A group of aviation historians detected at least 10 take-offs or landings of the $200 million RQ-4 Global Hawks in Edinburgh from 2001 to 2006. 
The U.S. Air Force (USAF) operates a fleet of 23 Global Hawks from a headquarters at Beale Air Base in California. The USAF also has a facility at Grand Forks, North Dakota, and forward operating bases at Al Dhafra in the United Arab Emirates, Sigonella U.S. Naval Air Station on Sicily and Andersen Air Force Base on Guam.
Aviation historians from the West Beach Aviation Group (WBAG) monitored aircraft radio frequencies and photographed the drones.
"Because of the type of call-sign and flight path used by the pilot, we knew it was Global Hawk coming in," WBAG spokesman Paul Daw told The Australian.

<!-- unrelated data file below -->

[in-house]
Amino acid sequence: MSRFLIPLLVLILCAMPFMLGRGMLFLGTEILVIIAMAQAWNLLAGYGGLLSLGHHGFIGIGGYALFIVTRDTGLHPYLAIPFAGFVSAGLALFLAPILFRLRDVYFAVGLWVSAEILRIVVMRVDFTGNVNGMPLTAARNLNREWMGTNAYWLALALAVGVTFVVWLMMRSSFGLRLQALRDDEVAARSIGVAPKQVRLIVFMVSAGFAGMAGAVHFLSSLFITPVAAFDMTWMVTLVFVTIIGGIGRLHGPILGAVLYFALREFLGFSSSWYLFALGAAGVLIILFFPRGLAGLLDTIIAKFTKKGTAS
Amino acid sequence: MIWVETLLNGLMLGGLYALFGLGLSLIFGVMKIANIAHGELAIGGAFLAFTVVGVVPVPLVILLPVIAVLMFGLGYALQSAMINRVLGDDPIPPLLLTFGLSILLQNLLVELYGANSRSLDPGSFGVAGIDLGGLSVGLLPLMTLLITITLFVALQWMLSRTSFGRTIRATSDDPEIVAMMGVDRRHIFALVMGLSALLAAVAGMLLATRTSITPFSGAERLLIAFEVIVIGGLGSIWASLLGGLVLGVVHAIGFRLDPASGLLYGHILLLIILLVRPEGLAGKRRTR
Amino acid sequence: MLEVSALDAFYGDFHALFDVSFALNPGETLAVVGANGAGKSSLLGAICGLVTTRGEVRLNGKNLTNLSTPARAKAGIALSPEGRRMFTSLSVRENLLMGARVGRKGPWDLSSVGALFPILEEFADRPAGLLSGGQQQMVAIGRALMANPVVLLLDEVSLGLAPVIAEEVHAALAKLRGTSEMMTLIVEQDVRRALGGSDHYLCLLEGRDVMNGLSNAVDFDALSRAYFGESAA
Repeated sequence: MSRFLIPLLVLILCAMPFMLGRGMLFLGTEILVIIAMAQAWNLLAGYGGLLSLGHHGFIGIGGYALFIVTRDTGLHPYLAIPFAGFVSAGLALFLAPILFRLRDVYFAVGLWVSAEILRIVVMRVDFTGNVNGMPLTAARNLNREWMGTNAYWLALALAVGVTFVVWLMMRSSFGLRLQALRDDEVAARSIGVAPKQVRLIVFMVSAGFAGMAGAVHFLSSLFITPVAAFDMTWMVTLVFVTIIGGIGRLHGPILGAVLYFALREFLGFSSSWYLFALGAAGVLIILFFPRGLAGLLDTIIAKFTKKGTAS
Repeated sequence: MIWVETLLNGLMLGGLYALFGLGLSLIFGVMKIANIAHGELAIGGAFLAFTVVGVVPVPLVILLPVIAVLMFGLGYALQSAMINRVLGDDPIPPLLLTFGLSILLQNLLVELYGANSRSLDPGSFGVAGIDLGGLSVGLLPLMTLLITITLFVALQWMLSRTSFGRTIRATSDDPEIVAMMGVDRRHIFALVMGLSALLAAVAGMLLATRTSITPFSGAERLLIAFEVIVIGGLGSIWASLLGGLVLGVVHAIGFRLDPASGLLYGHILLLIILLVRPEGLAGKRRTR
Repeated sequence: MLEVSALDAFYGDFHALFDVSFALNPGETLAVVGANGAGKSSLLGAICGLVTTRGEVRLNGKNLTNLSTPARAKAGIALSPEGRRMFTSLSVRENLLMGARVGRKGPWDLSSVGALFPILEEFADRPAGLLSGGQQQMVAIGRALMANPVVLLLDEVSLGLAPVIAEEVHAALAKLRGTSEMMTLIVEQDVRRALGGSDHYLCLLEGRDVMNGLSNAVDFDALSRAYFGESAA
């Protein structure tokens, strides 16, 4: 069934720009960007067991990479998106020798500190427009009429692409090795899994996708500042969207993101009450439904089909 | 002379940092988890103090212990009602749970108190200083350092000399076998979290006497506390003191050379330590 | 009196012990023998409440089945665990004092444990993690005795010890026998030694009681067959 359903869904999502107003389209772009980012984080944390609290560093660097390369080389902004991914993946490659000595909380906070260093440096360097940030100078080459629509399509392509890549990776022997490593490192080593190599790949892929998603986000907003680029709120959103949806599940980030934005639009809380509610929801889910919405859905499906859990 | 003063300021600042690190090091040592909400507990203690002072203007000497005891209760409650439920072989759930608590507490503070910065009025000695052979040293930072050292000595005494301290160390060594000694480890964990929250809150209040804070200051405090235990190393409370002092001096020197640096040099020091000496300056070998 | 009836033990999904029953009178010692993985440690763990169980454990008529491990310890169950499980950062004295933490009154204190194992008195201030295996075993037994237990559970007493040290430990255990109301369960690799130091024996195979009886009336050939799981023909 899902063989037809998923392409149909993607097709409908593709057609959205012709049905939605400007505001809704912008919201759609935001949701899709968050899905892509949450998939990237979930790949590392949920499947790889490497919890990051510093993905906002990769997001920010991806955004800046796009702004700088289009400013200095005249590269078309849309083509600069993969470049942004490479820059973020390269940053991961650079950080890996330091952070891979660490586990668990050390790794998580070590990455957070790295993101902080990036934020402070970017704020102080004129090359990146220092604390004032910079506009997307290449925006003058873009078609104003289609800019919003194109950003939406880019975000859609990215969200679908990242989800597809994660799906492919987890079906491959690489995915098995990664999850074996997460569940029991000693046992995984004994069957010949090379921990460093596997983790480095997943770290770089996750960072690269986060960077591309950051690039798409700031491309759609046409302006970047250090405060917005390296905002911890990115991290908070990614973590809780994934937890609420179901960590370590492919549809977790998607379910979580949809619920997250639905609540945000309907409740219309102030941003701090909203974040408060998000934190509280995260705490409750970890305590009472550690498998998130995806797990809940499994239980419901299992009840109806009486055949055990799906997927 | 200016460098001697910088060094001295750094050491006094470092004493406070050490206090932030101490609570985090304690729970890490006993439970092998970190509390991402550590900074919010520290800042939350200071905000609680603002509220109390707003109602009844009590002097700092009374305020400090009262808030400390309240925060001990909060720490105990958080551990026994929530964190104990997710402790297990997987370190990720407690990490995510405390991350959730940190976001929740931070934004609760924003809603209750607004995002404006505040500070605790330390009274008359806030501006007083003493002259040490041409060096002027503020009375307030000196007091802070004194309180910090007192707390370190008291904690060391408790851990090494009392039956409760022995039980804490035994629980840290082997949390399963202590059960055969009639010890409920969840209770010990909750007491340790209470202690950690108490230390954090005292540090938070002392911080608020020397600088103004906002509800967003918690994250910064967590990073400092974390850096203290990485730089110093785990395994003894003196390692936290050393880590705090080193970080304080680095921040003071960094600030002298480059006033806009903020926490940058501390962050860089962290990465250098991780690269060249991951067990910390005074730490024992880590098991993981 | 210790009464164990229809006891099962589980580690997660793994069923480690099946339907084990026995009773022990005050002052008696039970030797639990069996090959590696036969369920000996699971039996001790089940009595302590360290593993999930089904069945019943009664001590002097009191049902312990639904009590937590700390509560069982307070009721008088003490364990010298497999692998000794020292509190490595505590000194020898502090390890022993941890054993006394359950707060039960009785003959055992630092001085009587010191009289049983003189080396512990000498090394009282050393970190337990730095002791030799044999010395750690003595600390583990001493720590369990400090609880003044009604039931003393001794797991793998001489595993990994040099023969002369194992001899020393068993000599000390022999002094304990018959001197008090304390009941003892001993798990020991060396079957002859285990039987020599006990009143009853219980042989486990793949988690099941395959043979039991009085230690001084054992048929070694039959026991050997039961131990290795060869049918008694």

Australian defense officials demanded that they not publish any photos or information about the secret missions. WBAG members argued that there are no restrictions on photographing or monitoring U.S. aircraft in Australian skies and ended up publishing RQ-4 movements in their limited-circulation newsletter.
But most of the Australian public never found out as the USAF demanded that all Global Hawk operations remain 'codeword' top secret, or above top secret.
"Sometimes a Global Hawk would go out [from RAAF Edinburgh] on two or three flights. The aircraft would climb to 60,000 feet," Daw told ABC. "Who knows where they went ... they had enough fuel for 30 to 35 hours, and they'd return."
Global Hawk missions over the coastline of North Korea have been based out of Guam since 2010, and intelligence analyst Matthew Aid told ABC that "a forward operation location at Edinburgh would have been a perfect place" before 2010